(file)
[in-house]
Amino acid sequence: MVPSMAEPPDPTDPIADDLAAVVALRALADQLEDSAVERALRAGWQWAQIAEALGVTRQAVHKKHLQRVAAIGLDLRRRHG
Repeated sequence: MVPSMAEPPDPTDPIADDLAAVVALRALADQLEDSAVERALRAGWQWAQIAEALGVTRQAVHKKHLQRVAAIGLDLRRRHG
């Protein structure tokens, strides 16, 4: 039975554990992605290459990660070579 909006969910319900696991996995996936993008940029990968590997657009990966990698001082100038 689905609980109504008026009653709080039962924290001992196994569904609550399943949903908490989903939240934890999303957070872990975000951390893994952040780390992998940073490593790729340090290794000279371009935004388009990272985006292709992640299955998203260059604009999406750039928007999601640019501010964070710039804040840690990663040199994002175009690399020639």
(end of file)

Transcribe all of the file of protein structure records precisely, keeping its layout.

[in-house]
Amino acid sequence: MVPSMAEPPDPTDPIADDLAAVVALRALADQLEDSAVERALRAGWQWAQIAEALGVTRQAVHKKHLQRVAAIGLDLRRRHG
Repeated sequence: MVPSMAEPPDPTDPIADDLAAVVALRALADQLEDSAVERALRAGWQWAQIAEALGVTRQAVHKKHLQRVAAIGLDLRRRHG
């Protein structure tokens, strides 16, 4: 039975554990992605290459990660070579 909006969910319900696991996995996936993008940029990968590997657009990966990698001082100038 689905609980109504008026009653709080039962924290001992196994569904609550399943949903908490989903939240934890999303957070872990975000951390893994952040780390992998940073490593790729340090290794000279371009935004388009990272985006292709992640299955998203260059604009999406750039928007999601640019501010964070710039804040840690990663040199994002175009690399020639």